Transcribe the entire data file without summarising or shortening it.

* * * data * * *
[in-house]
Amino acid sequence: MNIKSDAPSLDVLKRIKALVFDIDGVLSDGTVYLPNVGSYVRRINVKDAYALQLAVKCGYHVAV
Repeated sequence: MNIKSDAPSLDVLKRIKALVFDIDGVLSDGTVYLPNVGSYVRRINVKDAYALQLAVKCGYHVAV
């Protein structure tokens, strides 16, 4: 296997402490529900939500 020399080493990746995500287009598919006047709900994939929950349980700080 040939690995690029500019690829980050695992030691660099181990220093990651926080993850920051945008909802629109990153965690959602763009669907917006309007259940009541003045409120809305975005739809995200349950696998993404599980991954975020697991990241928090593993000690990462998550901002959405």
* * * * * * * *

[in-house]
Amino acid sequence: MNIKSDAPSLDVLKRIKALVFDIDGVLSDGTVYLPNVGSYVRRINVKDAYALQLAVKCGYHVAV
Repeated sequence: MNIKSDAPSLDVLKRIKALVFDIDGVLSDGTVYLPNVGSYVRRINVKDAYALQLAVKCGYHVAV
């Protein structure tokens, strides 16, 4: 296997402490529900939500 020399080493990746995500287009598919006047709900994939929950349980700080 040939690995690029500019690829980050695992030691660099181990220093990651926080993850920051945008909802629109990153965690959602763009669907917006309007259940009541003045409120809305975005739809995200349950696998993404599980991954975020697991990241928090593993000690990462998550901002959405």